What'll Merc do now? The 'consequences' Nico Rosberg could face post Spa
From a fine, to team orders, to standing Nico down for Monza, how might Mercedes respond to Rosberg puncturing Hamilton's tyre?
By James Galloway and Mike Wise
Last Updated: 27/08/14 11:40am
Mercedes’ management were quick to publicly condemn Nico Rosberg after the German driver committed the cardinal sin of motorsport in the Belgian GP by running into his team-mate – who in this explosive case also happened to be his sole title rival – Lewis Hamilton.
With Toto Wolff describing Rosberg’s botched as an “unbelievable risk”, the Austrian team boss has also suggested that “maybe the slap on the wrist is not enough” after the Brackley team lost a likely one-two finish as a result of Hamilton's puncture and his scolded team-mate's broken front-wing.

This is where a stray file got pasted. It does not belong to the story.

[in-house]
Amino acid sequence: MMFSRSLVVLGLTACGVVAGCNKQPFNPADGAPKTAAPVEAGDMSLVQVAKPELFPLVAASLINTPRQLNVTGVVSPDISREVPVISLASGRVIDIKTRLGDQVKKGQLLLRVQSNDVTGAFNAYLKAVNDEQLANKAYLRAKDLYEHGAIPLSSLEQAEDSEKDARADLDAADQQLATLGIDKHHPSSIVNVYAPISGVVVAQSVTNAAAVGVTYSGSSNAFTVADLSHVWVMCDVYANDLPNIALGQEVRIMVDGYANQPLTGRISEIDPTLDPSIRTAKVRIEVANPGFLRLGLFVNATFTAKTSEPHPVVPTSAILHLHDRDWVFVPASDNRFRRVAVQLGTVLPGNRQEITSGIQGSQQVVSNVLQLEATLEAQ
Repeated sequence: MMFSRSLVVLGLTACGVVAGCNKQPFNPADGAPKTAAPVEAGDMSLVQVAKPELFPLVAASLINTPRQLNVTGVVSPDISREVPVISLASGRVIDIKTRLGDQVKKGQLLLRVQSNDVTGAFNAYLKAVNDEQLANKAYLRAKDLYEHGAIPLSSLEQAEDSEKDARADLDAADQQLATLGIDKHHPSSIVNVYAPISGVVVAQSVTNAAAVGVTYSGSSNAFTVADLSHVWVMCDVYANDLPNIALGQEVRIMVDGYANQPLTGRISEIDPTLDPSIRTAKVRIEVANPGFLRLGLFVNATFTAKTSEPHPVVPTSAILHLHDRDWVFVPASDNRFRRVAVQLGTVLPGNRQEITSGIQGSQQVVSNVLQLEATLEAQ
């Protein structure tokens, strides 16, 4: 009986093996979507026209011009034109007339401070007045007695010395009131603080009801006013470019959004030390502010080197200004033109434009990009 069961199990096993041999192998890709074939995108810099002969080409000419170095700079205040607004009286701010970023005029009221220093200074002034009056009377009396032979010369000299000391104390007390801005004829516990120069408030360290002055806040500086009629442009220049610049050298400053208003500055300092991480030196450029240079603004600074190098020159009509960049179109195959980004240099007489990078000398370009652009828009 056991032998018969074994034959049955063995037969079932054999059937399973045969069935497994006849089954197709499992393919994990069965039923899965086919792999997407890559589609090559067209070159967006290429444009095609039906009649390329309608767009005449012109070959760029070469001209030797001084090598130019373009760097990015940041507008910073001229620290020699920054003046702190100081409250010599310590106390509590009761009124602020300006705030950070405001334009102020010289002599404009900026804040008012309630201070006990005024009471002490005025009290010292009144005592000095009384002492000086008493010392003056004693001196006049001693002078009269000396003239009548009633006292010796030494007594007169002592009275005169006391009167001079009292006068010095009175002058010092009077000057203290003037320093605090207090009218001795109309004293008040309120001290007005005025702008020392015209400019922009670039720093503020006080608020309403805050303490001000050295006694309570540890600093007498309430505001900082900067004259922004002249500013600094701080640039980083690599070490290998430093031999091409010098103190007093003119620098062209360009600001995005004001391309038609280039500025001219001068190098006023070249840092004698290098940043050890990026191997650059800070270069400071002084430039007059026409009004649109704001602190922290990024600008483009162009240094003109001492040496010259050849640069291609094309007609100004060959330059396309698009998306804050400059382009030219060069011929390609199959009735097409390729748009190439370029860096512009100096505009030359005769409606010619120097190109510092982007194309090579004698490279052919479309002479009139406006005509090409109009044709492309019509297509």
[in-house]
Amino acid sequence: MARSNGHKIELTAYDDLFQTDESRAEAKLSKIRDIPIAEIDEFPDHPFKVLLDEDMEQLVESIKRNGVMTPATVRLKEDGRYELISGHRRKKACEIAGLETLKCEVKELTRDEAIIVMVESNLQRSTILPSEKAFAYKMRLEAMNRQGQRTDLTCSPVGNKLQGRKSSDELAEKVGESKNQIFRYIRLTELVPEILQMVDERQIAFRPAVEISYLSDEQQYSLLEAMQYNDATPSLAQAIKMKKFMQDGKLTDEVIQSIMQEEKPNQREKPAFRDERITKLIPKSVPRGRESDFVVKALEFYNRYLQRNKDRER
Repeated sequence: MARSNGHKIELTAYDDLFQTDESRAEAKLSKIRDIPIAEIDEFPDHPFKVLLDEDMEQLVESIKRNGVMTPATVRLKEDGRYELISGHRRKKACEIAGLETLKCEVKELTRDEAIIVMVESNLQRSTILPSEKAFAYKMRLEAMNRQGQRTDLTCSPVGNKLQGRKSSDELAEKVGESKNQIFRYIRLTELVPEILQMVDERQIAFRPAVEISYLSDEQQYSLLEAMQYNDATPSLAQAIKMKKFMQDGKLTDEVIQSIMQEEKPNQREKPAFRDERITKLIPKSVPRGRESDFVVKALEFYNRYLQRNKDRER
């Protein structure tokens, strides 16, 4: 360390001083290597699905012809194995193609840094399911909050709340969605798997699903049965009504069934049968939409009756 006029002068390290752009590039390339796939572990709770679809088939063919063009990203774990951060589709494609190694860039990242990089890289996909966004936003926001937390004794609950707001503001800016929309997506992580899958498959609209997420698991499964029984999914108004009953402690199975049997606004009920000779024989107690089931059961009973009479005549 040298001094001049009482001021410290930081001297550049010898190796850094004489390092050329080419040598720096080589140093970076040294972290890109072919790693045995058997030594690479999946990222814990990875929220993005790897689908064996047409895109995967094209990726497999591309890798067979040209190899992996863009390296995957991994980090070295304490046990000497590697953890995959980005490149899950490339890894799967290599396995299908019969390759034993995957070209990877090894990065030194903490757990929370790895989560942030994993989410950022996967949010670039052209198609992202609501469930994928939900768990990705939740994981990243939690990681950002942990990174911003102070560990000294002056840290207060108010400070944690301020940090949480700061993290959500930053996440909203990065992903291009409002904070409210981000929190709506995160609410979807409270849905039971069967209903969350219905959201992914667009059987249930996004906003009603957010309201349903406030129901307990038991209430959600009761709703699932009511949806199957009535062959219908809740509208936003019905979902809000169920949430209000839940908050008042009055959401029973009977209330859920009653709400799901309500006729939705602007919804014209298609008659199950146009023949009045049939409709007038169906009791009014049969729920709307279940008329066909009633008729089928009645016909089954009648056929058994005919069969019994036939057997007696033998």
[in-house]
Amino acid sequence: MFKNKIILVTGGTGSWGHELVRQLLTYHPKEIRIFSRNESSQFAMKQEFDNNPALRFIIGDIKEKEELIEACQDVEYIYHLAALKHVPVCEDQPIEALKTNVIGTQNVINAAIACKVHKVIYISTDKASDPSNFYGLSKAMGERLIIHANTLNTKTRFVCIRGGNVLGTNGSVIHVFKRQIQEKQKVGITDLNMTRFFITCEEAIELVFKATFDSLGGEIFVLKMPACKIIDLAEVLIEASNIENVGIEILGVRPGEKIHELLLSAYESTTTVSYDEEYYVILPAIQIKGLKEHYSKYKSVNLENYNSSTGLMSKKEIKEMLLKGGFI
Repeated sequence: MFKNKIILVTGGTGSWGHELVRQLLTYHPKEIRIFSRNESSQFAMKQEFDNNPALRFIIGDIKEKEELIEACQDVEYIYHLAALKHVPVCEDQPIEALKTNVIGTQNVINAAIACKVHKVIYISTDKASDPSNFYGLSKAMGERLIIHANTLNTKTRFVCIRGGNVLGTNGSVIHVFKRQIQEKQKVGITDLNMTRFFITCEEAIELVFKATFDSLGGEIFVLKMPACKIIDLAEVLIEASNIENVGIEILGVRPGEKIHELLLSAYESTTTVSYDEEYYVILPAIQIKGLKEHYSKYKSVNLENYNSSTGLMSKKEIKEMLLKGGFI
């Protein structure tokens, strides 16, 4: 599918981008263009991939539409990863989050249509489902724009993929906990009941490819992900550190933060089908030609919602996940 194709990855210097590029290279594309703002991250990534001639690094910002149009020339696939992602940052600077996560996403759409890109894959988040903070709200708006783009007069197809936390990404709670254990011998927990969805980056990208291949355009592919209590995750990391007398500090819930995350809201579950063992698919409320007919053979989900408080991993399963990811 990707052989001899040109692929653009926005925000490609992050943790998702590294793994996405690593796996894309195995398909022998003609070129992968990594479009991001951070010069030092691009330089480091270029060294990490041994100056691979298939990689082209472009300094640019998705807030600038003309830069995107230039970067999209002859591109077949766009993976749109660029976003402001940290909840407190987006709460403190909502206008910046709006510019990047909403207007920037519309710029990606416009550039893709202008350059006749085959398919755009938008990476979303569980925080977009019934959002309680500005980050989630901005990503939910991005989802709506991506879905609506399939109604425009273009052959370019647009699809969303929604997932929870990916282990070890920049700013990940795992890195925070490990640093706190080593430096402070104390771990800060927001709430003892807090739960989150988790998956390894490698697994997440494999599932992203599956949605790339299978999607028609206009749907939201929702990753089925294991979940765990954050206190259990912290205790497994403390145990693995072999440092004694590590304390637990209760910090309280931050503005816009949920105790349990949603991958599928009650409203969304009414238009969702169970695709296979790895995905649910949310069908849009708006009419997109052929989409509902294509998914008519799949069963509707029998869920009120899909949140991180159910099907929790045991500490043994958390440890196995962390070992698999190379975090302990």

Having warned of “consequences” for Rosberg as a result, here we look at a few of the options which might be open to Mercedes’ management as the championship leaders look to get a handle on the escalating in-house squabbling:
The most likely – and obvious – sanction which could be applied to Rosberg from the suite of punishments Mercedes have open to them. The terms of Rosberg’s contract would determine the scale of any such financial hit although, in terms of how such a penalty would be received by wider critics of the German's driving at Spa, the fining of sportsmen who are on multi-million contracts is often regarded as a futile exercise. Furthermore, it’s debatable whether such a sanction in isloation would appease Hamilton, who has already claimed that what is likely to happen to Rosberg will be no more than akin to a school “detention”. A financial penalty would be perceived as validating that scepticism.